Similarly to ReWE, a loss function computes the cosine distance between the predicted sentence vector, r, and the sentence vector inferred with the off-the-shelf sentence embedder, (Eq. 15). This loss is added to the previous objective as an extra term with an additional, tunable hyper-parameter, :


Since the number of sentences is significantly lower than that of the words, typically needs to be higher than . Nevertheless, we tune it blindly using the validation set. The reference sentence embedding, , can be inferred with any off-the-shelf pre-trained embedder. At inference time, the model solely relies on the categorical prediction and ignores the predicted word and sentence vectors.

V Experiments

We have carried out an ample range of experiments to probe the performance of the proposed regularization approaches. This section describes the datasets, the models and the hyper-parameters used, and presents and discusses all results.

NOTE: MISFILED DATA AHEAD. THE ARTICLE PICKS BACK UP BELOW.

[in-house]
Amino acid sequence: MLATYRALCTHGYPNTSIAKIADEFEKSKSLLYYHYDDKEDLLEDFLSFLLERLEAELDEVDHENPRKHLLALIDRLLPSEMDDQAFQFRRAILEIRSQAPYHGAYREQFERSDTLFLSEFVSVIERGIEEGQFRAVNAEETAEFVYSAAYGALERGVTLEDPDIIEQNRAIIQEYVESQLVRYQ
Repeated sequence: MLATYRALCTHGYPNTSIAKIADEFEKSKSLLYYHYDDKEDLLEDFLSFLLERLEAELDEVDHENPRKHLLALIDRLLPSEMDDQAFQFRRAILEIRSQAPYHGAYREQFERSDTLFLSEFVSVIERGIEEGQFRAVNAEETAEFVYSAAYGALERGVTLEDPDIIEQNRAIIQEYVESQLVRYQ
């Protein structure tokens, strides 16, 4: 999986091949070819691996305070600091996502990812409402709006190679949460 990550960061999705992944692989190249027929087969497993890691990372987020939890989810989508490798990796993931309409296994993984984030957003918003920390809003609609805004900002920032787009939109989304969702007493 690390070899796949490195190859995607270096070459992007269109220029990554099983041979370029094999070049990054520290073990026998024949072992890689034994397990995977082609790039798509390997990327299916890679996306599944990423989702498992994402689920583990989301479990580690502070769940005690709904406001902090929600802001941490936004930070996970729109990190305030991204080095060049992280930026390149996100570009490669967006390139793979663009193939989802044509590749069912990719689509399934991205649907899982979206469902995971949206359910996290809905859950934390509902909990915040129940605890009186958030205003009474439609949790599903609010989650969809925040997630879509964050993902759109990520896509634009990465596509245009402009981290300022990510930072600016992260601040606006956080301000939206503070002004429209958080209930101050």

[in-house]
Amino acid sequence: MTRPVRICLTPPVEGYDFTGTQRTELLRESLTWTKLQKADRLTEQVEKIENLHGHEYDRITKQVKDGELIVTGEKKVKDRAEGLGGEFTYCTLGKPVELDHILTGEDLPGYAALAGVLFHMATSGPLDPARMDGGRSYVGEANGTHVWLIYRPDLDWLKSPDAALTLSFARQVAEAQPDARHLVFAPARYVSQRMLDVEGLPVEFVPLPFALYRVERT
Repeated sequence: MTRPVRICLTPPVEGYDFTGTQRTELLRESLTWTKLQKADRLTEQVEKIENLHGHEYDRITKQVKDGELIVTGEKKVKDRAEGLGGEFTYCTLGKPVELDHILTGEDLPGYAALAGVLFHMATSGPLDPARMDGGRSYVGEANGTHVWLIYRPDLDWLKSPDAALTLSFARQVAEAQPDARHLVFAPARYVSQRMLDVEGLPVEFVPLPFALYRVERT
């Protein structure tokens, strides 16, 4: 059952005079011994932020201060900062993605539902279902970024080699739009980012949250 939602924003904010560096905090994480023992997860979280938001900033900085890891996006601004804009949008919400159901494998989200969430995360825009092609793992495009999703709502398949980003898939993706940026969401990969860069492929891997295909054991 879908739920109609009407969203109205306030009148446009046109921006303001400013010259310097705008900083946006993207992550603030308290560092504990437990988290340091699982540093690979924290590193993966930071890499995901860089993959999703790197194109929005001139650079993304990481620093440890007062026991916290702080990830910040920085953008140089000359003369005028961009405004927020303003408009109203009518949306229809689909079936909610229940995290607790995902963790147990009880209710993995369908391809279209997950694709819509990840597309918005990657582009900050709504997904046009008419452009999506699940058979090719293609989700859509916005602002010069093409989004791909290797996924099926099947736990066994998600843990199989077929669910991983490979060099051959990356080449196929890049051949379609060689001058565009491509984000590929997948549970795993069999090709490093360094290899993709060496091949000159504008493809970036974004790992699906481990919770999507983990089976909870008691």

V-a Datasets

Four different language pairs have been selected for the experiments. The datasets’ size varies from tens of thousands to millions of sentences to test the regularizers’ ability to improve translation over a range of low-resource and high-resource language pairs.

  • De-En: The German-English dataset (de-en) has been taken from the WMT18 news translation shared task111WMT18: The training set contains over 5M sentence pairs collected from the Europarl, CommonCrawl and Newscommentary parallel corpora. As validation and test sets, we have used the newstest2017 and the newstest2018 datasets, respectively. We consider this dataset as a high-resource case.